We’ve kept you updated on the happenings in the Indian startup ecosystem. With the week coming to a close, it’s time to catch up on the important updates in the tech and startup ecosystem around the world.
Data compromises haven’t yet gone out of fashion. The latest addition to the growing list of data concerns came to light with the European Commission announcing a $5 Bn (€4.34 Bn) fine on Google’s Android operating system. Earlier, there were reports that Google has used the dominance of its Android smartphone operating system to unfairly strengthen its search business in Europe.
Soon after the accouncement, the global search giant confirmed that it would appeal against the anti-trust fine. In a tweet, the company said: “Android has created more choice for everyone, not less. A vibrant ecosystem, rapid innovation and lower prices are classic hallmarks of robust competition. We will appeal the Commission’s decision.”
The tale of data controversies goes on. Security researcher UpGuard Cyber Risk disclosed that sensitive documents from more than 100 manufacturing companies including GM, Fiat Chrysler, Ford, Tesla, Toyota, ThyssenKrupp, and VW were exposed on a publicly accessible server belonging to Level One Robotics.
Further, last week, hackers targeting Singapore’s SingHealth stole the personal profiles of some 1.5 Mn patients along with the details of prescriptions for 160K others, which include Singapore’s prime minister, Lee Hsien Loong. The ministry of health said Loong was targeted “specifically and repeatedly.”
At the same time, Facebook has suspended the accounts of British data analytics firm Crimson Hexagon in lieu of concerns that it may be improperly handling user data. Crimson Hexagon has been using official APIs to syphon off public posts from Facebook, Instagram, Twitter, and other sources online, collating and analysing the data for various purposes, such as to gauge public opinion on a political candidate or issue.
On the positive front, Facebook, Google, Twitter, and Microsoft launched the Data Transfer Project to enable users to move their content, contacts, etc, across apps.
Further, after getting into trouble because of a contract with the US government involving facial recognition software, Microsoft said it would be more careful while considering contracts in this area and urged lawmakers to regulate the use of artificial intelligence to prevent abuse.
The company said it would take steps to make its systems less prone to bias; develop new public principles to govern the technology; and would move more deliberately to sell its software and expertise in the area.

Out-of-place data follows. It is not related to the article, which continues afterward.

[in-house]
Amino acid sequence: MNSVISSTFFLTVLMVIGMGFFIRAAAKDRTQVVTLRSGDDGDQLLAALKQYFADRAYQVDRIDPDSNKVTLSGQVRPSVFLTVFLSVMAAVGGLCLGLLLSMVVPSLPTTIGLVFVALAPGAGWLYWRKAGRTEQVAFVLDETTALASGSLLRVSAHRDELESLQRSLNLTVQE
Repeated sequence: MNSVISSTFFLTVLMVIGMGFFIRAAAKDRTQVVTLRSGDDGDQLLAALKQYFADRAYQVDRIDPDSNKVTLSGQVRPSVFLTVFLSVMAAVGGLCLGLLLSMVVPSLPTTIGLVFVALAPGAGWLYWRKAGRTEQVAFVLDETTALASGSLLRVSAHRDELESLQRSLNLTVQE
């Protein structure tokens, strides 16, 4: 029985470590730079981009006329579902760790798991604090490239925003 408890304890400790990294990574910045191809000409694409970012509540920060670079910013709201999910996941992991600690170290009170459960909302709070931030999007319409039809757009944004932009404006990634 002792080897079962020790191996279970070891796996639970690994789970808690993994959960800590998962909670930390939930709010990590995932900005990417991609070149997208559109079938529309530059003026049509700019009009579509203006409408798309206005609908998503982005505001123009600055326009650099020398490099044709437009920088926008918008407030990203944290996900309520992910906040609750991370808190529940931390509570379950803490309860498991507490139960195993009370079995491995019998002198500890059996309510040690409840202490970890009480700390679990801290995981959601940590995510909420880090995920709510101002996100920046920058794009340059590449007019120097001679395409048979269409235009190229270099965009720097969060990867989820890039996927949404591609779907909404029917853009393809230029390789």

At the same time, Google is working on a project named Fuchsia, which was created from scratch to overcome the limitations of Android as more personal devices and other gadgets come online.
Fuchsia is being designed to better accommodate voice interactions and frequent security updates and to look the same across a range of devices, from laptops to tiny internet-connected sensors.
In Inc42’s weekly rundown of international stories to educate and entertain you and keep you informed about the startup landscape across the globe, we bring you the important developments from the week gone by. Here are some more!
Rolls-Royce New Entrant In Flying Taxi Market
Claiming to be well-placed to play a leading role in the “personal air mobility”, Rolls Royce has designed a propulsion system for an electric vertical take-off and landing (EVTOL) vehicle — or a flying taxi — which can carry four to five people at speeds of up to 250 miles per hour for approximately 500 miles. The company is looking for an airframer and a partner to provide elements of the electrical system to help commercialise the product.
Ofo Exits International Markets
Chinese bike-sharing company Ofo will stop its operations in some countries, such as Australia, Austria, Czech Republic, Germany, India and Israel. In a statement, Ofo said its focus now is on its priority markets and moving towards profitability.
Netflix May Soon Have Emergency Alerts
In an interesting turn of events, senators in Hawaii and South Dakota have introduced a bill (the ‘Reliable Emergency Alert Distribution Improvement’, or READI Act) which will “explore” broadcasting alerts to “online streaming services such as Netflix and Spotify,” among other changes to the Emergency Alert System.
Buzzfeed Is Ready For ‘Real’ Journalism
Buzzfeed is now ready for “real journalism” with its new news website. Even though curated news stories will still run on the main BuzzFeed homepage and the BuzzFeed News site will include links to other BuzzFeed content, the new website looks and feels more like a standalone site, giving the team “a new domain and a new brand.”
In other words, the website is a “general interest news organisation” that covers the “full range” of relevant topics.
Walmart Ready To Challenge Netflix
Global retailing giant Walmart is planning to launch a video streaming service through its Vudu digital-entertainment division. It plans to launch a low-cost subscription based video-on-demand package that will include both licensed TV shows and movies as well as original productions.
The services is expected to have a price target of just $8 per month.
Stay tuned for the next edition of Around the Tech and Startup World!